Savings

Here’s how women can overcome the lack of retirement savings

The gender wage gap has remained remarkably stubborn for decades and, inevitably, becomes a significant shortfall in retirement.

In 2020, women earned 83 cents for every dollar earned by men, according at the United States Census Bureau. The gap persists despite increases in women’s educational attainment and widens even among high-income workers.

By the end of her career, a woman working full time will have lost $417,400 in income, according to the Center for American Progress.

Compared to their male counterparts, women have around 30% less savings when they retire, according to a separate report from TIAA.

Additionally, “women retire on average two years earlier and live an average of five years longer than men,” said Shelly-Ann Eweka, senior director of financial planning strategy at TIAA..

“Women live longer than men, so they’re going to need a bigger retirement fund, and women earn less money, so it’s harder for them to save,” said Leigh Singleton, director of the financial education of the Monifi banking application.

“That’s the riddle we face.”

To that end, here are Singleton’s top tips for closing the retirement savings gap, once and for all.

1. Know your spending habits

“The first step is to watch where you spend your money,” Singleton said. This will allow you to identify regular expenses that could divert money from your long-term goals.

“Step back and see what’s most important to you — maybe it’s a down payment on a house,” Singleton said.

Once you identify areas where you can cut back, direct those funds to an investment account and slowly increase the amount over time.

The earlier you start, the better off you’ll be, because that money will grow exponentially over time, she said.

2. Budget before buying a house

If you’re saving for a home, which is usually the most important purchase people make in their lifetime, consider the total cost of your housing choice, Singleton advised.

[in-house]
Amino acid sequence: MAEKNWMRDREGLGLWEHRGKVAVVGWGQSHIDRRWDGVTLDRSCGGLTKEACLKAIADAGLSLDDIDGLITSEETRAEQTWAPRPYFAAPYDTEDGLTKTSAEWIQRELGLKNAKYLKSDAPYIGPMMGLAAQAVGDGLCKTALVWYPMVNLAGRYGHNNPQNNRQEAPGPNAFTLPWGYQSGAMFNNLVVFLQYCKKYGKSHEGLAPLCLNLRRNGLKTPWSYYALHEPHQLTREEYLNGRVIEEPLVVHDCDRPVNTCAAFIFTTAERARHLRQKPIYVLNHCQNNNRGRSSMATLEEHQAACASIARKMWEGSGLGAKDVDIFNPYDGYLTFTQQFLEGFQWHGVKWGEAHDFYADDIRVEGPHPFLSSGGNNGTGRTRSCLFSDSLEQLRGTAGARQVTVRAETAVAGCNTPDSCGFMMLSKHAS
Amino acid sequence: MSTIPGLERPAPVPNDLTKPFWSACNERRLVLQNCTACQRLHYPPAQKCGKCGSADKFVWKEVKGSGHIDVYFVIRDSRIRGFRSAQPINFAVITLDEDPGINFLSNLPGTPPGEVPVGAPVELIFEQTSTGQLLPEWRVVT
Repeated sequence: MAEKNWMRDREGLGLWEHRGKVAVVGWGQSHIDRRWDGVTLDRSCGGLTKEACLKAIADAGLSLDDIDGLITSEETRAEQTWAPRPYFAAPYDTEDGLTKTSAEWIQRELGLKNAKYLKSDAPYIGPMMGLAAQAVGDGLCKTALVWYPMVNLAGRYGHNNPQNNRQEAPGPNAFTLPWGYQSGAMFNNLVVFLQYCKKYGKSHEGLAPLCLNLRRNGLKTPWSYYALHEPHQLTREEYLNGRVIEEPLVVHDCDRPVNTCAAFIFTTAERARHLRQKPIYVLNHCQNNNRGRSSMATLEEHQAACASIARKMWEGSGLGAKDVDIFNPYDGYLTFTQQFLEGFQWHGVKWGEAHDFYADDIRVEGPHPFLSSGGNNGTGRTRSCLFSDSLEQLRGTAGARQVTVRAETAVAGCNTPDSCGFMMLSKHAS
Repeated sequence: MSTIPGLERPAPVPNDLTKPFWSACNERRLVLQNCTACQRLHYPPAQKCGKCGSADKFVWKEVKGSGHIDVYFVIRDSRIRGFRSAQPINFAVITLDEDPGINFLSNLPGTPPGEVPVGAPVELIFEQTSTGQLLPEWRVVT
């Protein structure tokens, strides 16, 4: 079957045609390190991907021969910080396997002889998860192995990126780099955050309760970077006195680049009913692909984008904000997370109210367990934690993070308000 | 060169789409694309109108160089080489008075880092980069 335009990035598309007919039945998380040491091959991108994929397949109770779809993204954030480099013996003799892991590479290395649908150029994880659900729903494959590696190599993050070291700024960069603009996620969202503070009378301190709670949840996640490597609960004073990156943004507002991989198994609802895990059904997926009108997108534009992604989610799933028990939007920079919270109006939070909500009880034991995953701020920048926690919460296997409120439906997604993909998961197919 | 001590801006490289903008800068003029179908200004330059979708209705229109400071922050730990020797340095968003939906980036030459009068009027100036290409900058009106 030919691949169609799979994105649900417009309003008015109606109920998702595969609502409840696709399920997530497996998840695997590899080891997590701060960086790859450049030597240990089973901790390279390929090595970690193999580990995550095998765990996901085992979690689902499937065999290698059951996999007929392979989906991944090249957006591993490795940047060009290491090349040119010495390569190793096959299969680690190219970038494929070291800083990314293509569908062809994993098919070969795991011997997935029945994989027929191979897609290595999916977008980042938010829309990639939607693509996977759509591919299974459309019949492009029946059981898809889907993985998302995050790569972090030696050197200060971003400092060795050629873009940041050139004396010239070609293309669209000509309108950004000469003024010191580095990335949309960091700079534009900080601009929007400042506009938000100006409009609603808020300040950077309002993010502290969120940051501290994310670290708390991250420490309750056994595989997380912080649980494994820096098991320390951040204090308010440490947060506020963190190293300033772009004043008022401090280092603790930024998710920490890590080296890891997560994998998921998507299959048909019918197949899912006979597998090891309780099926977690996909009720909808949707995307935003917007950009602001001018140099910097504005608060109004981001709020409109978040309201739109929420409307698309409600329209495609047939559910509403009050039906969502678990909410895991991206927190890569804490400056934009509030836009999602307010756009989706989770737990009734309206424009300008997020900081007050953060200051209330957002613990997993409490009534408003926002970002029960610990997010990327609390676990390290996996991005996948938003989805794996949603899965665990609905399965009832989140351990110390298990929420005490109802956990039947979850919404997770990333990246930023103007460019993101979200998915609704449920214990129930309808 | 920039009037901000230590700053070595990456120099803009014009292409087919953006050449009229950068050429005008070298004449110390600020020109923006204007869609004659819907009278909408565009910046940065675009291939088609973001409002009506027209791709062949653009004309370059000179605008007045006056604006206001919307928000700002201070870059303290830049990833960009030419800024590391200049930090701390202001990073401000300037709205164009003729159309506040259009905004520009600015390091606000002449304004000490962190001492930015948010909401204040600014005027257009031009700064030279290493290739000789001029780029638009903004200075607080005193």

Accessibility at home is almost the worst it has ever been. Due to rising prices and interest rates, the mortgage payment for an average home is now almost $800 higher than it was just before the pandemic began.

On top of that, utility costs, insurance premiums, and HOA fees can add significantly more to the monthly bill.

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To stay within your means, “the most common rule of thumb is that your total housing costs should not exceed 30% of your gross monthly income, which is your total income before taxes and deductions,” Singleton said.

Although buying a home often feels like an emotional decision, treat it like you would any investment, she said.

“Of course, you want to buy a home that makes you feel good, but consider it an asset.”

3. Start planning for your retirement now

“Retirement, for many, seems so far away that it’s easy to put it off,” Singleton said.

Yet, since women are more likely to outlive men, at some point most will become the sole financial decision maker in their lives.

“Whether married or single, women need to assess their situation and plan accordingly,” she said.

The loss of a spouse, second marriages and stepchildren can further complicate key issues such as estate planning, tax planning and long-term financial planning and investing, Singleton warned.

Most experts recommend meeting with a financial advisor to support a long-term plan. Free help is also available through the National Credit Counseling Foundation.